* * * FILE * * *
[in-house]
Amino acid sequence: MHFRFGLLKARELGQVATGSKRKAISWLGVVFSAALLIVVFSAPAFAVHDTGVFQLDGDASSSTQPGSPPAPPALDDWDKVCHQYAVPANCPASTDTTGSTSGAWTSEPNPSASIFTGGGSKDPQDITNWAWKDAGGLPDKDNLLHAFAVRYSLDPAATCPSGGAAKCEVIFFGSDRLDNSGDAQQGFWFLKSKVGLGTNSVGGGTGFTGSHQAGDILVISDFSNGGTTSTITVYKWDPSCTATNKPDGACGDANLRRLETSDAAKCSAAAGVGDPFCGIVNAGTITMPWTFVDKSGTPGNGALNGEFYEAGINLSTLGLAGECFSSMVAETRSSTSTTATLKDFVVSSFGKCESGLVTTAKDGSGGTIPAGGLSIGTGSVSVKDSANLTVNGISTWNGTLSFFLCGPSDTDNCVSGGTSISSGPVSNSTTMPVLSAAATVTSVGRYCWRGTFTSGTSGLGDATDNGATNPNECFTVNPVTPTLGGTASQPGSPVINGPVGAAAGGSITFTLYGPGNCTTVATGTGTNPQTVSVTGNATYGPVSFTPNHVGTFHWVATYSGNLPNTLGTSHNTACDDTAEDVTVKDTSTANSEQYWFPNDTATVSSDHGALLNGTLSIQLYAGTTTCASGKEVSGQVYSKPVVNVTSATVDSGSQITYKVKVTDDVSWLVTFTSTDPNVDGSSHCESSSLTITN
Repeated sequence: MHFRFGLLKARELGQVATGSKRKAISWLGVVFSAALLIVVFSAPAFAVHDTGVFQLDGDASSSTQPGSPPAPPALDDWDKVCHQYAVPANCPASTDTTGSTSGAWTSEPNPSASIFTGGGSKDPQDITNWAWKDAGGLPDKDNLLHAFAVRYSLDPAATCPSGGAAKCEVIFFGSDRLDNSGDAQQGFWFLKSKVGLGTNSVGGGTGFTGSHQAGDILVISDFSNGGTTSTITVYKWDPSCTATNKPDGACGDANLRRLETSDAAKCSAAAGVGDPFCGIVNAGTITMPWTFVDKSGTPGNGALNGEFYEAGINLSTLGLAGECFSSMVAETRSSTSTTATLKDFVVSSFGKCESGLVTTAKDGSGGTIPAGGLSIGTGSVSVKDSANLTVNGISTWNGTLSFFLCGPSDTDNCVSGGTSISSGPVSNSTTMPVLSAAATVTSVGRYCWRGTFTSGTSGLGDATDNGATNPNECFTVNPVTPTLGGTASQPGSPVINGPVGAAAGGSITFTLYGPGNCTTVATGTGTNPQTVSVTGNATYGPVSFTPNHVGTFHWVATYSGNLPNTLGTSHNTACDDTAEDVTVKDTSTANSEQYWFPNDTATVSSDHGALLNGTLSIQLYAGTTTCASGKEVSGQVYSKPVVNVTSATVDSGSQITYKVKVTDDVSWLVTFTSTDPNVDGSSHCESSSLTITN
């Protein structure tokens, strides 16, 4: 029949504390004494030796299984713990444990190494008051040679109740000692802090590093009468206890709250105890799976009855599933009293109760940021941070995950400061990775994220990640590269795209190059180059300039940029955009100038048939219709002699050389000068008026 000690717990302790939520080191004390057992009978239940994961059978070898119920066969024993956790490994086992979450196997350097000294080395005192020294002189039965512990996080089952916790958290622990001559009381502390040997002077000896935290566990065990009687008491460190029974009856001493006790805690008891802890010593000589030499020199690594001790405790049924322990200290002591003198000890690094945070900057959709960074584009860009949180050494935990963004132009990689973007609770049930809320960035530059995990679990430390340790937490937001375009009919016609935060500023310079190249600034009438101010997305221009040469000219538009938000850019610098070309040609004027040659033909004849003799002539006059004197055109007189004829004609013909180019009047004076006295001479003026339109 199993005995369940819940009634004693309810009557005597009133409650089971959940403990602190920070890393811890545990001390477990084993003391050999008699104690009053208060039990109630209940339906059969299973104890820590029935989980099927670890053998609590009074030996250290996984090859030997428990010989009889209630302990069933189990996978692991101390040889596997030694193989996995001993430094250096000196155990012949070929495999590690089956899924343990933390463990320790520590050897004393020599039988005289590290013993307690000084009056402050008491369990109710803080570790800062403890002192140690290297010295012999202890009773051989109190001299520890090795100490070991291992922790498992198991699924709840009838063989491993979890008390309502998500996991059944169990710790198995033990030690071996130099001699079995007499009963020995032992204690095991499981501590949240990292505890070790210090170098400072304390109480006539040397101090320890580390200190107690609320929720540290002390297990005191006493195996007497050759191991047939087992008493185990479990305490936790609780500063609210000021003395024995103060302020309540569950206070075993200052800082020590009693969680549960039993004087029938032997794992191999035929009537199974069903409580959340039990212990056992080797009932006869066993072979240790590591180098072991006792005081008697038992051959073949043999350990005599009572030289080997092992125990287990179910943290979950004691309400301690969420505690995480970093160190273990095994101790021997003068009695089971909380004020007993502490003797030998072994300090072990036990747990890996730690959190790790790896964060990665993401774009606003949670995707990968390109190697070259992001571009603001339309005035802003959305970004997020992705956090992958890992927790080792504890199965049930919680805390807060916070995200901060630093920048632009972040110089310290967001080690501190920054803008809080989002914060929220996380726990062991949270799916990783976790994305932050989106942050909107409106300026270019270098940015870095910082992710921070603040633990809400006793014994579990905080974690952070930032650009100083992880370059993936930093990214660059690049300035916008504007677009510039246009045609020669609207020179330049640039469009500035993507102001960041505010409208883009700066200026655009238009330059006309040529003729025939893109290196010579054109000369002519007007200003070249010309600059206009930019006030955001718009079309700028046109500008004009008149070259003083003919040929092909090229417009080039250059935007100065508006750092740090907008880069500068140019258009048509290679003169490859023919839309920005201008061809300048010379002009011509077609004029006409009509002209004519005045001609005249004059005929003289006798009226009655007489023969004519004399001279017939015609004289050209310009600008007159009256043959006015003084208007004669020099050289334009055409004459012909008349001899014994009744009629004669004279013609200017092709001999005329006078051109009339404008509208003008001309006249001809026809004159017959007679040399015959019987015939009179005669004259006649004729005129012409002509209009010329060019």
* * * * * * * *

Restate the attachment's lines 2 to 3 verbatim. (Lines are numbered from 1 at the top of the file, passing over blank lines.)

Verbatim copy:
Amino acid sequence: MHFRFGLLKARELGQVATGSKRKAISWLGVVFSAALLIVVFSAPAFAVHDTGVFQLDGDASSSTQPGSPPAPPALDDWDKVCHQYAVPANCPASTDTTGSTSGAWTSEPNPSASIFTGGGSKDPQDITNWAWKDAGGLPDKDNLLHAFAVRYSLDPAATCPSGGAAKCEVIFFGSDRLDNSGDAQQGFWFLKSKVGLGTNSVGGGTGFTGSHQAGDILVISDFSNGGTTSTITVYKWDPSCTATNKPDGACGDANLRRLETSDAAKCSAAAGVGDPFCGIVNAGTITMPWTFVDKSGTPGNGALNGEFYEAGINLSTLGLAGECFSSMVAETRSSTSTTATLKDFVVSSFGKCESGLVTTAKDGSGGTIPAGGLSIGTGSVSVKDSANLTVNGISTWNGTLSFFLCGPSDTDNCVSGGTSISSGPVSNSTTMPVLSAAATVTSVGRYCWRGTFTSGTSGLGDATDNGATNPNECFTVNPVTPTLGGTASQPGSPVINGPVGAAAGGSITFTLYGPGNCTTVATGTGTNPQTVSVTGNATYGPVSFTPNHVGTFHWVATYSGNLPNTLGTSHNTACDDTAEDVTVKDTSTANSEQYWFPNDTATVSSDHGALLNGTLSIQLYAGTTTCASGKEVSGQVYSKPVVNVTSATVDSGSQITYKVKVTDDVSWLVTFTSTDPNVDGSSHCESSSLTITN
Repeated sequence: MHFRFGLLKARELGQVATGSKRKAISWLGVVFSAALLIVVFSAPAFAVHDTGVFQLDGDASSSTQPGSPPAPPALDDWDKVCHQYAVPANCPASTDTTGSTSGAWTSEPNPSASIFTGGGSKDPQDITNWAWKDAGGLPDKDNLLHAFAVRYSLDPAATCPSGGAAKCEVIFFGSDRLDNSGDAQQGFWFLKSKVGLGTNSVGGGTGFTGSHQAGDILVISDFSNGGTTSTITVYKWDPSCTATNKPDGACGDANLRRLETSDAAKCSAAAGVGDPFCGIVNAGTITMPWTFVDKSGTPGNGALNGEFYEAGINLSTLGLAGECFSSMVAETRSSTSTTATLKDFVVSSFGKCESGLVTTAKDGSGGTIPAGGLSIGTGSVSVKDSANLTVNGISTWNGTLSFFLCGPSDTDNCVSGGTSISSGPVSNSTTMPVLSAAATVTSVGRYCWRGTFTSGTSGLGDATDNGATNPNECFTVNPVTPTLGGTASQPGSPVINGPVGAAAGGSITFTLYGPGNCTTVATGTGTNPQTVSVTGNATYGPVSFTPNHVGTFHWVATYSGNLPNTLGTSHNTACDDTAEDVTVKDTSTANSEQYWFPNDTATVSSDHGALLNGTLSIQLYAGTTTCASGKEVSGQVYSKPVVNVTSATVDSGSQITYKVKVTDDVSWLVTFTSTDPNVDGSSHCESSSLTITN